Fitz and Simmons are safe, it seems – or at least Simmons. Fitz is, for all intents and purposes, being held hostage by the series because of the fans. He was the first character who truly earned his spot on the show and at any moment could spin whatever situation is at hand into an earnestly entertaining moment, and because of that the fate of Fitz’ disfigurements or disabilities will come at the price of watching the Agents of S.H.I.E.L.D. season 2 premiere in September. No matter what, it’s safe to say: Fitz cannot be 100% ever again; the episode leans too much on his status throughout to simply “write it off” as a battle wound which healed.
On the other hand, Nick Fury’s return feels more required than relevant this time around. Sure, the future of S.H.I.E.L.D. has (somewhat) been laid out, forcing Coulson to take over and rebuild the agency “the right way,” but at some point Nick Fury’s use on this series should be more than looking cool and relaying information that sounds more impactful than it really is.
With all that said, the good should be celebrated as well. Garrett, no matter how overreaching, is/was a promising, energetic nemesis for the group to go up against in their first full adventure. Ian Quinn, Hydra or not, is also a helpful villain and manages to ground the series’ fantastical elements in the real world. Garrett clearly shines in this episode, along with Coulson, and the two help establish a fun battle where alien weapons and hilariously snide comments work perfect. This final battle is the finale’s success; everything else is what was required in order for the final battle to occur, essentially.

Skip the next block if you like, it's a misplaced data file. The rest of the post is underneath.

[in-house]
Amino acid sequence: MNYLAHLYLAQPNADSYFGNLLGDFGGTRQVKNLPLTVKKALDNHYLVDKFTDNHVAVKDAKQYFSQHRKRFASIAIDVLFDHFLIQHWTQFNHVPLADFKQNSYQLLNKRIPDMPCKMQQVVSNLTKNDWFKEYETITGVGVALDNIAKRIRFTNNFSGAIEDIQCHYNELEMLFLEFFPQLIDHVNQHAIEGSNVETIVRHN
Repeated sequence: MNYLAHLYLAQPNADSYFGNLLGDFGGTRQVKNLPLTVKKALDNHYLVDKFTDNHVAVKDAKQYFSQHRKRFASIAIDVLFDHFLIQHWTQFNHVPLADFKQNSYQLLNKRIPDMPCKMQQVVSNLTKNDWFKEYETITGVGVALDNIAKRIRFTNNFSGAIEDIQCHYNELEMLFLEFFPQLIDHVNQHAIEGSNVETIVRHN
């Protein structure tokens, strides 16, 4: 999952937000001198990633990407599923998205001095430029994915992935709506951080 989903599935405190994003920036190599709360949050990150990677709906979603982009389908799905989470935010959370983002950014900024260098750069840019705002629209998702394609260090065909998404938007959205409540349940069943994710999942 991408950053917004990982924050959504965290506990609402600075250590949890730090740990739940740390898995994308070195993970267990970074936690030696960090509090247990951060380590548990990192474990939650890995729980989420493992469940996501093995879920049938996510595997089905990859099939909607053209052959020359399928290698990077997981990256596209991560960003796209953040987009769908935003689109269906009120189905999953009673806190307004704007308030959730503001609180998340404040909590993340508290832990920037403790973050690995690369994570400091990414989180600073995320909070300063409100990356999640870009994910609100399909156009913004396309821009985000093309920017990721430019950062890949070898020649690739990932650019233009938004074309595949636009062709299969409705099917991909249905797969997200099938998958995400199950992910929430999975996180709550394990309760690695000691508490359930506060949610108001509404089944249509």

Through all the many evolutions of this series, no matter how fun or entertaining, there’s still something about this finale which feels as if producers are not as confident about next season’s adventures as previous episodes would lead fans to believe. Everything is a plot device now, it seems, or at least the has the potential to become one, if need, and the last 20 minutes of the Agents of S.H.I.E.L.D. season 1 finale opens the proverbial buffet line up and allows its characters to pick and choose which secret, or (magic) box, or secret formula, or secret origin they’d like to hold on to until next year, which is then supposed to hold audience’s attention until next fall.
Agents of S.H.I.E.L.D. has gone to Hell and back in an attempt to stay on the air, and at the end of the day, it has earned the timeslot that it was given and eventually became a “real” show. When it comes to these season finales, even the best in this industry have major difficulties with their execution. So, while the Agents of S.H.I.E.L.D. season 1 finale isn’t an example of the best or worst that this series has to offer, it also isn’t an indication that things will go belly-up next year. If anything, it’s a much needed break following a monumental battle – something both fans and producers greatly deserve right now.
[Update: Check out our feature on the 10 big unanswered questions the Agents of S.H.I.E.L.D. finale left us with!]
Agents of S.H.I.E.L.D. season 2 premieres September 2014 on ABC